An Edmonton youth shelter and support service is continuing to operate with the same capacity for support, despite facing challenges due to the COVID-19 pandemic.
Edmonton’s Youth Empowerment & Support Services (YESS) provides immediate and low-barrier shelter, temporary housing, and individualized services to youth ages 15-24.
Consisting of 24 beds and a daytime resource centre, YESS partners with other housing facilities to give youth longer-term placements.
- See also:
According to YESS President and CEO Margo Long, it is crucial for YESS to stay open during this crisis.
“It is imperative that we stay open during this pandemic because our youth do not have other places they can go,” said Long in an interview with Daily Hive.
“They require specialized supports from specialized youth workers who can help them cognitively understand what this crisis is and how it impacts them. They are not developmentally adult and most are not yet safe to be within the adult supports, so we must remain open to help accommodate their needs.”
Programs at YESS are continuing with normal hours and services, with some staff working from home to minimize transmission risk.
Long says the change in routines makes it even more important to continue to provide support.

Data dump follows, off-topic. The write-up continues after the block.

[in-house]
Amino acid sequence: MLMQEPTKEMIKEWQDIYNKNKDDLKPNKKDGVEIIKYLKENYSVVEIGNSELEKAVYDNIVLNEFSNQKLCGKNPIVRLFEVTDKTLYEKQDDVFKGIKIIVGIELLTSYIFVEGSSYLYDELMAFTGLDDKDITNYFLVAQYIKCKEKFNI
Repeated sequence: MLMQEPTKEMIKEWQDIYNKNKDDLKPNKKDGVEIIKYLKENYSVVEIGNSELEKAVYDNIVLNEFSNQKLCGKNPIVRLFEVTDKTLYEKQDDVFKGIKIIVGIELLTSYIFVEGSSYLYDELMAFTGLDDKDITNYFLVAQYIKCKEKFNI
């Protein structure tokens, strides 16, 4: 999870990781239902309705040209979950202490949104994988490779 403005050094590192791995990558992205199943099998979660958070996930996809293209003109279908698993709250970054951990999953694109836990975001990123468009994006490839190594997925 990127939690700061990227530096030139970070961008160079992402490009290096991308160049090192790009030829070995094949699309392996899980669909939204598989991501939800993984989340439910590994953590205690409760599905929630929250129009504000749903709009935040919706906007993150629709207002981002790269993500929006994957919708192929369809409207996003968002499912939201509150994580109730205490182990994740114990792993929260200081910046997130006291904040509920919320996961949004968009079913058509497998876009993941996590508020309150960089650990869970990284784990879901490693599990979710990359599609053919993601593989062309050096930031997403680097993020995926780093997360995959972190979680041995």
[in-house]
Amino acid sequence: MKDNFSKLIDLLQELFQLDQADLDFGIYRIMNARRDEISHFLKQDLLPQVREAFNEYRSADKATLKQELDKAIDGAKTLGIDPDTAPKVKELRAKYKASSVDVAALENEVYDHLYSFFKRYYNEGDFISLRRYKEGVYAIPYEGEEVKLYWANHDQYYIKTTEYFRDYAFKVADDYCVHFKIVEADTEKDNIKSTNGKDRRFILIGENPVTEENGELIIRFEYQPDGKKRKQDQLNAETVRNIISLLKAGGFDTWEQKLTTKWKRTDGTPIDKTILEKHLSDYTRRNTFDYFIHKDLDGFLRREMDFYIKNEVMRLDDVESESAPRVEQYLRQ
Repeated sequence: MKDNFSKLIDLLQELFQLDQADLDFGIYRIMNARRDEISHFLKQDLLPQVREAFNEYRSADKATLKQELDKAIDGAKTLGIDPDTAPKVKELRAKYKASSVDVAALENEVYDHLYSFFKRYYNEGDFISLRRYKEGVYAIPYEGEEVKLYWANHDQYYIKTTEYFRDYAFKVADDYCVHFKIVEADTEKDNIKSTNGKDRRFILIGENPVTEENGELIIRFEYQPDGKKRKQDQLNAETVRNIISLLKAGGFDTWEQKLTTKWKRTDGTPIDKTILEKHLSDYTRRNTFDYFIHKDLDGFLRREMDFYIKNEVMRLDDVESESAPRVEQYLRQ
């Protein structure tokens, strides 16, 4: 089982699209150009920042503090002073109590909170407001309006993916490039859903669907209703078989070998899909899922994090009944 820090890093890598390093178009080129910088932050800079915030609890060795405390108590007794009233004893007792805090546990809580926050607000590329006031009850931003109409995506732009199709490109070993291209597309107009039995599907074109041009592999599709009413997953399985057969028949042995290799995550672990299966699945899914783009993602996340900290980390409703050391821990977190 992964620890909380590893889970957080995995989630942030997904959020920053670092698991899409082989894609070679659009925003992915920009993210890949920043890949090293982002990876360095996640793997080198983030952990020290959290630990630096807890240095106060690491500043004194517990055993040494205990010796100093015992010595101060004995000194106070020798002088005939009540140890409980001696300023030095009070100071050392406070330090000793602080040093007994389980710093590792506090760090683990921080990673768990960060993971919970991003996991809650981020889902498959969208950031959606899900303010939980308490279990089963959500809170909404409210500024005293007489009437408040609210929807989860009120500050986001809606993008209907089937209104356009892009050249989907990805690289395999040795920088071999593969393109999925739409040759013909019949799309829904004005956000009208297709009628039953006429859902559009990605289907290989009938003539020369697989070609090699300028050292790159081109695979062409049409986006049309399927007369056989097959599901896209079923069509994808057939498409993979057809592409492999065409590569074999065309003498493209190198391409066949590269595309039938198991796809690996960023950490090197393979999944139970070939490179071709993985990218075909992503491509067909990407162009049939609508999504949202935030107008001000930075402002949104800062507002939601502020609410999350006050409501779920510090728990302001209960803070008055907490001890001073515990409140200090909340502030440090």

“Our youth are operating from a high-risk, invisible cognitive trauma level, and therefore we must continue to work with them on a specialized level to understand this crisis, to understand it’s impact and how they are impacting society,” said Long.
“We also need to help support them as their lives and routines have changed and their mental health and trauma prevents them from understanding or, in some cases, complying. Our staff and our programs are essential to help keep the youth safe and supported but also to protect the community by providing them safe places to isolate.”
YESS is also offering virtual support, including food access information, to youth who already have a place to stay.
“The biggest impact is that youth need to be part of the conversation around protecting vulnerable individuals within the community but also held to a separate but equal standard,” said Long.
“Ensuring that spaces and supports and funding are available for our agencies to work with these youth is imperative. It is scary trying to navigate a non-profit through a pandemic when fundraising and donations carry the bulk of our budgeting.”
Long says shelter and drop-in supports have decreased, but the youth they are seeing truly have no other place to go.
“There are still youth who fall through the cracks of service,” said Long.
“We have not had an influx of youth accessing, but there are more phone calls for support, more need for mental health supports and trauma supports, and there is a concerted effort to balance their needs within the new community needs.”
Those looking to learn more or donate can visit the YESS website.
“Edmontonians are wonderful people and have been supporting YESS for more than 38 years. We ask that individuals continue to support fundraising requests, including our online raffle, looking at wish lists that are posted for items, respecting social distancing and changes to donation drop-off processes, and spreading positivity and hope for our vulnerable population,” said Long.